Based on exclusive interviews with the justices themselves, The Nine tells the story of the Court through personalities, from Anthony Kennedy's overwhelming sense of self-importance to Clarence Thomas' well-tended grievances against his critics to David Souter's odd 19th-century lifestyle. There is also, for the first time, the full behind-the-scenes story of Bush v. Gore and Sandra Day O'Connor's fateful breach with George W. Bush, the president she helped place in office.
The Nine is the book best-selling author Jeffrey Toobin was born to write. A CNN senior legal analyst and New Yorker staff writer, no one is more superbly qualified to profile the nine justices.
©2007 Jeffrey Toobin; (P)2007 Books on Tape
"A major achievement, lucid and probing." (Bob Woodward)
"Absorbing....[Toobin's] savvy account puts the supposedly cloistered Court right in the thick of American life." (Publishers Weekly)
"This is a remarkable, riveting book. So great are Toobin's narrative skills that both the justices and their inner world are brought vividly to life." (Doris Kearns Goodwin)
Avid general reader with a fondness for British and Irish Writers and world history.
This is not fiction, by any stretch of the imagination. It is straight-forward fact and observation. While a fair and through assessment, it also offers some relevant character study, which is cleverly done and sets the scenes for appointment to this elite body. It has some elements of what sounds like a novel, but after some research on my part, it is appears that there is no exaggeration. The humanity, humor, strongly held beliefs of the Chief Justices and how they influence other members of the court is particularly interesting. Above all, while this review is probably dull, the book is not! It is a learning experience, even for the already learned and should be required reading for anyone interested in the law.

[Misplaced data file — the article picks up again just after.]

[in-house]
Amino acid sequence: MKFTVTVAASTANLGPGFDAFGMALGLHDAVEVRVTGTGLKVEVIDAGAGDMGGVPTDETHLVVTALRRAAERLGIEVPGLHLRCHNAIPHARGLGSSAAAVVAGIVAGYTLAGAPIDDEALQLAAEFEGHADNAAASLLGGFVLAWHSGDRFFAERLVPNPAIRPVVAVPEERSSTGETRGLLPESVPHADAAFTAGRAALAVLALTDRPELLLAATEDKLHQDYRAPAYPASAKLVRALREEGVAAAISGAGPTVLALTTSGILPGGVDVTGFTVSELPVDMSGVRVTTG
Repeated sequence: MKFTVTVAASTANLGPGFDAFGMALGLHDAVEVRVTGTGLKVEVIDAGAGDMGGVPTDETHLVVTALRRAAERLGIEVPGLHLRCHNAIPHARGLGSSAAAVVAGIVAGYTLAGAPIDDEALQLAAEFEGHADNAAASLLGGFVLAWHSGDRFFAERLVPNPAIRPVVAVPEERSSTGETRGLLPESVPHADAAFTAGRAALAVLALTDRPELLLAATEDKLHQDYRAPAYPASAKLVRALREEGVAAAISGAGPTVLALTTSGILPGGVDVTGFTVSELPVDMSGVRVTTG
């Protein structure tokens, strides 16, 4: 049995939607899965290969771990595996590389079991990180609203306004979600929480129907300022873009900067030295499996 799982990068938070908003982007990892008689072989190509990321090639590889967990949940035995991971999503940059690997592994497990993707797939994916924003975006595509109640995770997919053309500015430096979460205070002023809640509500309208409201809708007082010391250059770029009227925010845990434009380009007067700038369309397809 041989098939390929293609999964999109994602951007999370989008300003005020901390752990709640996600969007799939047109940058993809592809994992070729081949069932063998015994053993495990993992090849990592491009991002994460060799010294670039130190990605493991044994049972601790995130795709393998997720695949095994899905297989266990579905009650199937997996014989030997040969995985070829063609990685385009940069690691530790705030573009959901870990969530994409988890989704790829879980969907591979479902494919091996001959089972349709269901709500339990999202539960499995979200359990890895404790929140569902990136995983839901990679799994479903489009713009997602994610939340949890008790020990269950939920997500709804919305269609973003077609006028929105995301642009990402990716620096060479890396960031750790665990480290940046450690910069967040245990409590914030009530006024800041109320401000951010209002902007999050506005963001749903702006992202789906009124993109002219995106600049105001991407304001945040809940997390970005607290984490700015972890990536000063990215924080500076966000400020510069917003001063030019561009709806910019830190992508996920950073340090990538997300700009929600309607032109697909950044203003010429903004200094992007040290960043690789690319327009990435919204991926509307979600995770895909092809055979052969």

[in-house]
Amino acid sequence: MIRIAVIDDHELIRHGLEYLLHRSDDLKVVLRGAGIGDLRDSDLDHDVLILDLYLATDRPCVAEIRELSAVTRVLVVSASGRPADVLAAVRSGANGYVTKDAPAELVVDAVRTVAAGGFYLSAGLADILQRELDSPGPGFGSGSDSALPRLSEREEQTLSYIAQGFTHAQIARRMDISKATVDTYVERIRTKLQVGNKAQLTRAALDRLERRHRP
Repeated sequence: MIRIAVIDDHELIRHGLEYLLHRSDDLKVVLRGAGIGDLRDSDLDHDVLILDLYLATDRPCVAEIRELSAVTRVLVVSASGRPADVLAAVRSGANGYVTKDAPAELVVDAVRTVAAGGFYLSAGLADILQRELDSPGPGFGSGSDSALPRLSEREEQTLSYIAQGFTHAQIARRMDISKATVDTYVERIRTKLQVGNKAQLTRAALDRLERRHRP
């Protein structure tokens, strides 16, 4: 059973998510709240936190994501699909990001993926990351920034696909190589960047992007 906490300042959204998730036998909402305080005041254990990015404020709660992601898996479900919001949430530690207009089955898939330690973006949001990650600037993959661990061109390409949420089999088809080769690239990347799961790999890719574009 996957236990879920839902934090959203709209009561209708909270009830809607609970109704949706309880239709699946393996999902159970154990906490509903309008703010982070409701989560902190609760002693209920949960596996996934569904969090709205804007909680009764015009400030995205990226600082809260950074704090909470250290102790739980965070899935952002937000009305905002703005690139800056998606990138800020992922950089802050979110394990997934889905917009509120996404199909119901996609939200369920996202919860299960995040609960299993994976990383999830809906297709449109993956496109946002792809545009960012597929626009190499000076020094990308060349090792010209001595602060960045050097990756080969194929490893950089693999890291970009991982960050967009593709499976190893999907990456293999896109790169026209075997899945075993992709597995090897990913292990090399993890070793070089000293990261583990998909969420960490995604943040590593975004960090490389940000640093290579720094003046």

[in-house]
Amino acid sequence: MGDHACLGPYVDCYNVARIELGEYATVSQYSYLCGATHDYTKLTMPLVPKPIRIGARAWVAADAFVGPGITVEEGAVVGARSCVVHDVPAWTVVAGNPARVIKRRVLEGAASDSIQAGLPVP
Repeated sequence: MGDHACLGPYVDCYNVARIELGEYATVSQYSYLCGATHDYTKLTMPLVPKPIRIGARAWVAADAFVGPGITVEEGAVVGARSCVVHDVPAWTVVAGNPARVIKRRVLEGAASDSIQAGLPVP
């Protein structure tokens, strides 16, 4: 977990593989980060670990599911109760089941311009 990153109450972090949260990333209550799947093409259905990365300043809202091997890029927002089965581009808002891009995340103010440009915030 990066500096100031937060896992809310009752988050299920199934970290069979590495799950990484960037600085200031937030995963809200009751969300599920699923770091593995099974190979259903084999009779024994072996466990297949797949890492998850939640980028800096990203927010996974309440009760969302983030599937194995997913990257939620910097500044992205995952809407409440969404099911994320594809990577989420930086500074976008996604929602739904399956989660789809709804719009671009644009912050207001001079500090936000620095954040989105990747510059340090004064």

Overall this book has an adequate summary of the behind the scenes ongoings in the Court covering the Rehnquist to the Roberts period. Although I often wondered where the information was obtained - how the author had access to comments made during the Court's private conferences.
I take issue with Toobin's constant attack upon the jurists to the right. I would have enjoyed this book much more had the treatment of all of the Justices been handled with the same objectivity. The author clearly expressed this opinion that the jurists on the right are somehow intellectually inferior than the others. I found it quite insulting, inappropriate, and unnecessary. This should have been a neutral reporting of an important period of time of the Court, not an attempt to get even or to take a shot at the right.
High School Reading and English Teacher
The basic premise of this book is that Supreme Court justices' decisions are better understood as the result of personality and politics than of judicial philosophy. The book is a detailed explanation of how the dynamics of nine personalities, and the internal politics of assigning decisions and recruiting "opinions" to build a majority, drives the final outcome of decisions. The work is in the same mode as "The Brethren" by Woodward and Armstrong but deals with a very different time on the court.